Comma Use With Coordinating Conjunctions

Use a comma before a coordinating conjunction to separate two independent clauses. Often a comma is unnecessary when the coordinating conjunction is not followed by an independent clause.

We should put a comma before a coordinating conjunction to separate two independent clauses.

Olivia can speak German, but she cannot understand it.

Olivia can speak German but she cannot understand it.

If the coordinating conjunction is not followed by an independent clause, the comma is often unnecessary.

My brother enjoys playing video games and watching TV shows.

1. When to Use a Comma Before a Coordinating Conjunction

A coordinating conjunction joins two words, phrases, clauses, or sentences of similar importance, structure, or function.

Did James drive home, or did he go by train?

My favorite colors are red and blue.

You can use the acronym FANBOYS (For, And, Nor, But, Or, Yet, So) to remember the seven coordinating conjunctions.

1.1. General rule

Add a comma before a coordinating conjunction to introduce an independent clause (group of words that can stand alone).

My sister can speak Spanish, and I can speak French.

My sister can speak Spanish and I can speak French.

An independent clause has a subject and a verb; consequently, you can usually omit the comma if the subject does not appear in front of the second verb.

Olivia stopped playing video games and went to the library.

1.2 'And/Or'

We can also place a comma before and (or a comma before or) in a list of three or more items.

My boyfriend is tall, confident, and funny.

The final comma in a series of three or more things, also known as the serial comma or Oxford comma, is optional.

1.3 'But'

Use a comma before "but" to introduce an independent clause.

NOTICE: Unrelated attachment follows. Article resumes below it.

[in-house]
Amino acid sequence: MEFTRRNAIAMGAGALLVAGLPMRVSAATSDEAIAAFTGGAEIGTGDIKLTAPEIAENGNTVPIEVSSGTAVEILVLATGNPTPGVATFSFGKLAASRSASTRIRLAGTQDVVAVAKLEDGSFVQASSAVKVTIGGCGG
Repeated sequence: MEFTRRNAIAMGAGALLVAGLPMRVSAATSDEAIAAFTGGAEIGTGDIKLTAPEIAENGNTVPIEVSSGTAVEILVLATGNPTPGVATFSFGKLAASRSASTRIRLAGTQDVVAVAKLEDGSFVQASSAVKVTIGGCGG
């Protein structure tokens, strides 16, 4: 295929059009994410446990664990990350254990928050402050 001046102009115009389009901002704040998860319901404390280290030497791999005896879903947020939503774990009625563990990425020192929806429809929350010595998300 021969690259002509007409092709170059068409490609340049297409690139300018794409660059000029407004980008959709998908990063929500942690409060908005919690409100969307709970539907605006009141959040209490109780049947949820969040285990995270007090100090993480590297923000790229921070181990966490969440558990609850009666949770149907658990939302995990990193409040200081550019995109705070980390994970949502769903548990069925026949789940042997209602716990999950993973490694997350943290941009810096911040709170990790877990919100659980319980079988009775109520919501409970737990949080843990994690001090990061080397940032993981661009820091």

Claire loves eating, but she wants to control her weight.

Claire loves eating but she wants to control her weight.

Some style guides recommend the comma before "but" even if the subject is expressed only once.(1)

James went to London, but didn't visit the Buckingham Palace.

1.4 'So'

Place a comma before "so" (coordinating conjunction) when meaning "therefore".

Alice overslept yesterday, so she missed the audition.

Keep in mind, however, that "so" can also be a subordinating conjunction (meaning "so that"). We do not use a comma in this case.

Plan your budget so you can avoid spending too much.

1.5 'Nor'

Similarly, place a comma before "nor" to introduce an independent clause.

I prefer not to eat healthy food, nor do I like to work out.

But we do not typically place a comma before "nor" when joining two subjects, two objects, or two verbs.

Sarah neither emailed nor phoned.

1.6 'Yet'

Yet is frequently used as an adverb, but it can also be a conjunction. As mentioned above, use a comma before "yet" when introducing an independent clause.

Robert seems very smart, yet he is just like you and me.

1.7 For

We can use the coordinating conjunction "for", typically in literary language or very formal situations, as a synonym of "because".

I frequently go to a Buddhist temple, for I love to meditate.

When acting as a preposition, we do not usually add a comma before "for".

Many children love to read just for pleasure.

2. More Examples

'And/Or'

  • Robert didn't speak to anyone, and nobody spoke to him.
  • I had eggs, bacon, and iced tea.
  • Choose an elegant interior paint color, such as blue, white, or black.

'But'

  • I wasn't happy with John, but I had a great time with Claire.
  • She loves David, but he loves someone else.
  • I would buy that purse, but I have to save money for college.

'So'

  • Sarah didn't know what to say, so she stood quietly and smiled.
  • My friend Rebecca has always been interested in medicine, so she became a regarded doctor in Houston.
  • Commodity prices are low, so buy now before prices go up.

'Nor'

  • I didn't think it would snow in July, nor did the weather forecast predicted it.
  • Alexander didn't reply to my emails, nor did he return my calls.
  • I don't expect poor work performance here, nor do I allow being disrespectful to management.

'Yet'

  • Olivia loves Mark, yet she prefers not to marry him.
  • This pizza tastes good, yet it could be improved.
  • Harold is really intelligent, yet he is narcissistic and jealous.

'For'

  • I believed what Alice said, for surely she would not lie to us.
  • David must have been starving, for he ate everything in a few minutes.
  • My uncle John is a sage, for he has knowledge, experience, and good judgement.

3. References

(1) Strunk JR., William; White, E.B. The Elements of Style. Chapter 1 - Elementary Rules of Usage.

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